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Bangor Fire First Alarm Responses & Still Alarms
Grass/ Brush Fire - 1 Engine, 1 Rescue
Vehicle Fire - 1 Engine, 1 Rescue
Fire Alarms - 2 Engines, 1 Ladder, 2 Rescues, Fire Comm 1
Fire in Building - 2 Engines, 1 Ladder, 2 Rescues, Fire Comm 1
Vehicle Accident - 1 Engine, 1 Rescue - *Heavy Rescue Spec Call
EMS - 1 Rescue (Engine if Warranted by EMD)
Dumpster Fire - 1 Engine
Carbon Monoxide - 1 Engine
Chimney Fire - 2 Engines, 1 Ladder, 2 Rescues, Fire Comm 1
Water Related - 1 Engine, 1 Rescue, 1 boat, Heavy Rescue
Technical Rescue - 1 Engine, 1 Rescue, Heavy Rescue
Haz - Mat  - 2 Engines, 2 Rescues, 1 Ladder, Fire Comm 1, Orono FD Haz Mat Team (as needed)
Aircraft Emergency at BIA - minimum of 1 engine, 1 rescue, 1 tanker.
(more as size of aircraft requires) (may add 2 additional engines, 1- ladder, 2 additional rescues, Fire Comm 1,  Heavy Rescue, Second Ladder Command Truck in case of crash)
* This is determined by ANG Crash Rescue *
Mutual Aid - as requested
**Tank 6 Responses - All fires outside of city hydrants and mutual aid.
Alarms Above the
First Alarm
All Hands - One additonal Engine, One additional Rescue to scene
(** ANG tanker & Glenburn tanker to scene) Brewer Engine and OronoEngine to cover Central, Hire Back Chief Officer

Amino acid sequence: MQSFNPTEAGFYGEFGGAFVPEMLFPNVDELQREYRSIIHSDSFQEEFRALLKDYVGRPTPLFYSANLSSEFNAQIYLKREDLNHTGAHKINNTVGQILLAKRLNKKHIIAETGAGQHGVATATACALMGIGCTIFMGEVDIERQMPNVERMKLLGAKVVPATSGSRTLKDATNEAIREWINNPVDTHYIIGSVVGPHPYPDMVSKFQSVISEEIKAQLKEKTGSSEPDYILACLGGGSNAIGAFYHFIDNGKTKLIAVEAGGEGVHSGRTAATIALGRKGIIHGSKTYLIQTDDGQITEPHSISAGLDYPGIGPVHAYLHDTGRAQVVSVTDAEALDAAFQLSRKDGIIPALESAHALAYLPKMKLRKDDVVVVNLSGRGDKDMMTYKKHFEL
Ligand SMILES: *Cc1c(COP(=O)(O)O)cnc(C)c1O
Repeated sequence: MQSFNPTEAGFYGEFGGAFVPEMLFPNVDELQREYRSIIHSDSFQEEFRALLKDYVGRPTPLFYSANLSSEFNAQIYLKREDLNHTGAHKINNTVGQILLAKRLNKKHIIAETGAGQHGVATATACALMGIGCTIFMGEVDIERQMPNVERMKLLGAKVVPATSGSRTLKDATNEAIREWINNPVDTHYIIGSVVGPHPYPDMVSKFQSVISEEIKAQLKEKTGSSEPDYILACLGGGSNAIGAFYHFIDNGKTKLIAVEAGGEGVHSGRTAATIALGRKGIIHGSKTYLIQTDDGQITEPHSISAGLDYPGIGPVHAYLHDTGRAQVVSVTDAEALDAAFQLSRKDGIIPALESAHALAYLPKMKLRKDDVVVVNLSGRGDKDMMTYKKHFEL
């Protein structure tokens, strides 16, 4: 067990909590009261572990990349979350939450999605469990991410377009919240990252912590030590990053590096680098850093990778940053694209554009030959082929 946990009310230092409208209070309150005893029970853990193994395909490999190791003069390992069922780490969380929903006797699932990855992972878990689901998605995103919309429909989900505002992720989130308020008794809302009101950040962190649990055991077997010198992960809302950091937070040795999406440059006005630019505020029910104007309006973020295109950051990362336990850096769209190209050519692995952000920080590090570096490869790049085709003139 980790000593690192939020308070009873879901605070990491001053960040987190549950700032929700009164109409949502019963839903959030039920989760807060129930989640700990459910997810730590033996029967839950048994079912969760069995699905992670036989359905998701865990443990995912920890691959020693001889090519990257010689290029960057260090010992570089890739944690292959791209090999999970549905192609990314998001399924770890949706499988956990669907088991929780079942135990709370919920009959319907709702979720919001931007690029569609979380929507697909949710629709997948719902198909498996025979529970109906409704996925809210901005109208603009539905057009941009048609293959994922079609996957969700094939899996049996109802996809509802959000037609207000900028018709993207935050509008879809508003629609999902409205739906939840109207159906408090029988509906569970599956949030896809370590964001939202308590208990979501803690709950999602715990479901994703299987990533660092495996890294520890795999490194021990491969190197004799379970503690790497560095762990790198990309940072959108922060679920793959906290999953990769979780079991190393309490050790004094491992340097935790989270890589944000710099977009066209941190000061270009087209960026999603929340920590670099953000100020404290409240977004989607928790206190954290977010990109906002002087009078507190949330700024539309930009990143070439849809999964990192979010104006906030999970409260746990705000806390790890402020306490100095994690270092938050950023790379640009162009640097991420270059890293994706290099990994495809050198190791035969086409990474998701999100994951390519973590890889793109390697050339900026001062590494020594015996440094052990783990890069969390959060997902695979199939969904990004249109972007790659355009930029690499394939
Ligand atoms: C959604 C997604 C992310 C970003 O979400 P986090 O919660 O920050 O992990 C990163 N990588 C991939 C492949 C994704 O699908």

Second Alarm - Brewer Engine & Orono Engine to scene,
(** Hermon & Hampden tankers to scene) Hermon Engine to cover Central, Veazie Engine to cover Station 5, Bangor Recall for 1 officer and 3 ffers to man Engine 2.
Third Alarm - Hermon Engine & Veazie Engine to Scene, Engine 2 cover central, Hampden Engine to cover Central.
Fourth Alarm - Engine 2 and Hampden Engine to scene, Old Town Engine to Cover Central, Glenburn Engine to cover Station 6
** = Tanker responses outside the hydrant district.
Addition Ladders and other equipment are by special call.
*All initial alarms may have other equipment added as needed for special circumstances *

Never Forget

C-Crew All-Hands in Capehart
Updated On: Nov 04, 2011

Moosehead Boulevard fire displaces 20 people at apartment complex

By Ryan McLaughlin, BDN Staff

BANGOR, Maine — What started as a typical Tuesday morning for Mike Watson and Katrina Sibley was turned upside down when a neighbor started banging on the door of their unit at a Moosehead Boulevard apartment complex.

The Bangor couple evacuated their unit quickly, and it’s a good thing they did, as a midmorning fire engulfed the public housing complex at 82-88 Moosehead Blvd., which is located at the corner of Fort Knox Avenue.

Firefighters were dispatched to the scene at about 10:30 a.m. Tuesday, and the fire was under control shortly after noon. Six families — a total of 20 people — were displaced in the blaze, but nobody was injured.

According to Sibley, who lives with Watson in Unit 86, her next-door neighbor evacuated her apartment and was quick to warn Sibley and Watson.

“Luckily they were banging the crap out of my door,” Sibley said. “The neighbor did an awesome job.”

Smoke and flames quickly erupted from the roof, and Fort Knox Avenue was subsequently closed to traffic by 11 a.m.

Bangor Assistant Fire Chief Rick Cheverie said the first crews that responded to the blaze could see smoke while on Ohio Street.

“When they arrived on scene at 10:35 this morning, the entire back of the building was engulfed in heavy smoke,” Cheverie said.

Crews from Bangor and Brewer responded to the fire, which Cheverie called an “all-hands” fire, thus requiring all of the Queen City’s fire personnel to head to the scene.